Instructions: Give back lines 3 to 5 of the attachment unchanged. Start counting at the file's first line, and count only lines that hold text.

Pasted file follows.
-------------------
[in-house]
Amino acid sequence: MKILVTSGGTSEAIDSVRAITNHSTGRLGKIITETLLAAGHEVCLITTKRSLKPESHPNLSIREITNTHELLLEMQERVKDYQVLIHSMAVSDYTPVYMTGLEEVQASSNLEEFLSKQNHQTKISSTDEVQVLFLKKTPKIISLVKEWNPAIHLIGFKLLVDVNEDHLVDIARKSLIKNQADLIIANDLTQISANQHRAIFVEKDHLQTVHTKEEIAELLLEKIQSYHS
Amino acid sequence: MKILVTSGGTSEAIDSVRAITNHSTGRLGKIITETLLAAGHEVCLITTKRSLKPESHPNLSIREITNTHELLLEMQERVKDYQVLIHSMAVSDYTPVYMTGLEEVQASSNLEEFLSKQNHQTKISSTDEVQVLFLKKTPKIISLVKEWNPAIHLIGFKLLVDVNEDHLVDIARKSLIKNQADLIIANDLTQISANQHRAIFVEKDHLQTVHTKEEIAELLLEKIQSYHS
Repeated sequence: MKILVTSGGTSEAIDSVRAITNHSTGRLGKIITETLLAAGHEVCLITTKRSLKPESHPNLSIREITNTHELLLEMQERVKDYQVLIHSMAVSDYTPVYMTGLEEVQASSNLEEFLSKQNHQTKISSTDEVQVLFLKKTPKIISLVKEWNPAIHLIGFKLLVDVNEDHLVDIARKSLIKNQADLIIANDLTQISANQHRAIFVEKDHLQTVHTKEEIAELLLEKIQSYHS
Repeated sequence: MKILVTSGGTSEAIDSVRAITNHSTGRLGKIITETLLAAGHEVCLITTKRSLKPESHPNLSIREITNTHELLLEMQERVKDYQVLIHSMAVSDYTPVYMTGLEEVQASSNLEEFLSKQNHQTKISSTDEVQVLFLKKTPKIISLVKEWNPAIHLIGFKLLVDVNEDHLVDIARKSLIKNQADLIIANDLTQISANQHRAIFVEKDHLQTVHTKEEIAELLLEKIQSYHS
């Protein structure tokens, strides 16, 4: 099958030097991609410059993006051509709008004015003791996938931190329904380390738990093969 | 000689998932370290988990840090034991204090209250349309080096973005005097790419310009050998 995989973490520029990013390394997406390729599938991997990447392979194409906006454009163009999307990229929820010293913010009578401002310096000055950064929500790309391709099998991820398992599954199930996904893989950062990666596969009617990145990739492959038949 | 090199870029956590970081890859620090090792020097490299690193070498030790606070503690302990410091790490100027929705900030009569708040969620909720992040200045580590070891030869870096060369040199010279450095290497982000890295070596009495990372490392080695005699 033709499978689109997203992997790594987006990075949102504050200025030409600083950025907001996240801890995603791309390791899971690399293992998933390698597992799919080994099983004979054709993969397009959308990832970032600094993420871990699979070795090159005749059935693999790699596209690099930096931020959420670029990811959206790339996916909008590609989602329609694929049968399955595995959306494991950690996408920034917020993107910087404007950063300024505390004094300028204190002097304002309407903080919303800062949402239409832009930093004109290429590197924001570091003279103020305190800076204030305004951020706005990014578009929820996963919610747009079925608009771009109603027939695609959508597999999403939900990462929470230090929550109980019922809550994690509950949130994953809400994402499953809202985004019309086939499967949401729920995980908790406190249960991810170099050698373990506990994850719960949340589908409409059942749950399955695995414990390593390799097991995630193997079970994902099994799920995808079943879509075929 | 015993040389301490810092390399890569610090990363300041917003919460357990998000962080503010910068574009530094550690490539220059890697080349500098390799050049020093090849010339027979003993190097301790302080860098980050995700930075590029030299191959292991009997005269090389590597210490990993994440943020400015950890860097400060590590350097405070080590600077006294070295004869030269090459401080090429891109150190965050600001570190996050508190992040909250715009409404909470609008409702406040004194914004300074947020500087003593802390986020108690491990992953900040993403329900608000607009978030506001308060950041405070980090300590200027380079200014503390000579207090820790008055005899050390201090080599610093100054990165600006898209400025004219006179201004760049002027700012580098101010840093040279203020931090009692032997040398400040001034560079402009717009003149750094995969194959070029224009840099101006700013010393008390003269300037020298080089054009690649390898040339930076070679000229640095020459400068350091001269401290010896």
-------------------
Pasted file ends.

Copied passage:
Amino acid sequence: MKILVTSGGTSEAIDSVRAITNHSTGRLGKIITETLLAAGHEVCLITTKRSLKPESHPNLSIREITNTHELLLEMQERVKDYQVLIHSMAVSDYTPVYMTGLEEVQASSNLEEFLSKQNHQTKISSTDEVQVLFLKKTPKIISLVKEWNPAIHLIGFKLLVDVNEDHLVDIARKSLIKNQADLIIANDLTQISANQHRAIFVEKDHLQTVHTKEEIAELLLEKIQSYHS
Repeated sequence: MKILVTSGGTSEAIDSVRAITNHSTGRLGKIITETLLAAGHEVCLITTKRSLKPESHPNLSIREITNTHELLLEMQERVKDYQVLIHSMAVSDYTPVYMTGLEEVQASSNLEEFLSKQNHQTKISSTDEVQVLFLKKTPKIISLVKEWNPAIHLIGFKLLVDVNEDHLVDIARKSLIKNQADLIIANDLTQISANQHRAIFVEKDHLQTVHTKEEIAELLLEKIQSYHS
Repeated sequence: MKILVTSGGTSEAIDSVRAITNHSTGRLGKIITETLLAAGHEVCLITTKRSLKPESHPNLSIREITNTHELLLEMQERVKDYQVLIHSMAVSDYTPVYMTGLEEVQASSNLEEFLSKQNHQTKISSTDEVQVLFLKKTPKIISLVKEWNPAIHLIGFKLLVDVNEDHLVDIARKSLIKNQADLIIANDLTQISANQHRAIFVEKDHLQTVHTKEEIAELLLEKIQSYHS